With her latest album sweeping the top 10 slots on Billboard’s Top 100 – a first for any artist – Taylor Swift is getting a lot of airtime. Her music speaks to the human experience of wondering about who we are and what other people think of us. She explores the risks and rewards of self-discovery and close relationships. She raises existential questions about meaning and purpose.
Mothers and daughters debate the truth of her songs. Young children bop their heads to her beat as they listen to the car radio. Older girls mix her tunes into their streaming playlists. Her choruses become earworms and, for some, shared anthems.
Whether children are diehard Swifties or just dialed into pop music, try out some of these activities that link spiritual reflection to songs from Midnights. [Access the ‘clean’ versions if you prefer to avoid the explicit language of some official versions.]
Lavender Haze Taylor Swift – Lavender Haze (Official Lyric Video). With its strong background beat, this song explores social expectations for girls and the confusion they can create. Ask children: What options do you see for yourself in the world? When do you feel pressured to be or do certain things? How do you resist being sucked into social expectations that don’t match your dreams?
Karma Taylor Swift – Karma (Official Lyric Video). One of the themes of this song is that actions have consequences. Invite children to list all the different things that Swift associates with ‘karma’. Create a flow chart together that tracks the kinds of things that flow from positive actions and those that flow from negative behavior.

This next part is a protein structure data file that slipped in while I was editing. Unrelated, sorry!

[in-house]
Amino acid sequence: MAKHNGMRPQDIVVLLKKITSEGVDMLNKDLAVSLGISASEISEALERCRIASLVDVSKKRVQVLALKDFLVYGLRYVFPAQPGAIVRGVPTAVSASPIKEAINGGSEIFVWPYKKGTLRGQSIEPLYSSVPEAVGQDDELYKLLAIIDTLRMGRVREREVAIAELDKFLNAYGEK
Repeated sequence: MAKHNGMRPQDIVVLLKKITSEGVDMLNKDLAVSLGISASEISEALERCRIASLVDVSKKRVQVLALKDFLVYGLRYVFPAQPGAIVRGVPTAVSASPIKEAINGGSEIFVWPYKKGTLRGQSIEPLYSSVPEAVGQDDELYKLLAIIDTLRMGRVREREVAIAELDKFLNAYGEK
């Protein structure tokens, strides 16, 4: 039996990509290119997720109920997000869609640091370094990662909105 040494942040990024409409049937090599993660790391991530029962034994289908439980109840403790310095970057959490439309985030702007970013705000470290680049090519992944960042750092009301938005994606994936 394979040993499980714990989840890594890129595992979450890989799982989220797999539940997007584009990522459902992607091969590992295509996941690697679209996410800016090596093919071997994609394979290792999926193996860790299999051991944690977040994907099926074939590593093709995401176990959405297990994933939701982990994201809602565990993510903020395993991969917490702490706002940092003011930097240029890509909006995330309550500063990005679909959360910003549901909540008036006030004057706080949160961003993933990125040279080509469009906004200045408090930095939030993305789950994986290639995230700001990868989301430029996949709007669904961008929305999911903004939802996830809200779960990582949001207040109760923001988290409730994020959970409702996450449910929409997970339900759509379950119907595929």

Anti-Hero Taylor Swift – Anti-Hero (Official Music Video). Self-doubt and uncertainty are part of self-discovery, but they can also be paralyzing. Encourage children to draw a self-portrait that reflects both what they like about themselves and those parts of themselves that they question or worry about. Suggest that one half of their face or body represent things they see as positive assets and the other half things they wish were different.
Labyrinth Taylor Swift – Labyrinth (Official Lyric Video). Sometimes life’s challenges can be a lot to handle. Suggest to children that a simple breathing practice can help them find their way through hard times. Invite them to try taking a deep breath, hold it for a few beats, and then let it out slowly. Repeat several times.
Midnight Rain Taylor Swift – Midnight Rain (Lyric Video). Having big dreams can mean changing in ways that leave others feeling uncomfortable with the ‘new you’. Ask: Who discourages or belittles your dreams? Who supports your dreams and helps you change to realize them? Encourage children to create and send thank you messages to their supporters.
You’re on Your Own, Kid Taylor Swift – You’re On Your Own, Kid (Lyric Video). Standing up for oneself and one’s beliefs is a necessary skill for change-makers. Invite kids to identify issues that they believe are worth fighting for. Then suggest that they close their eyes and imagine how they will face those who might oppose their cause. (See Related Resources for a guided meditation script you can use.)
Bejeweled Taylor Swift – Bejeweled (Official Music Video). The music video for this song is Swift’s version of the Cinderella story. Encourage older children to talk about the similarities and differences with the original tale and what it means to be ‘bejeweled’ and ‘shine’ as yourself. (For a conversation just about the song lyrics, use Taylor Swift – Bejeweled (Lyric Video).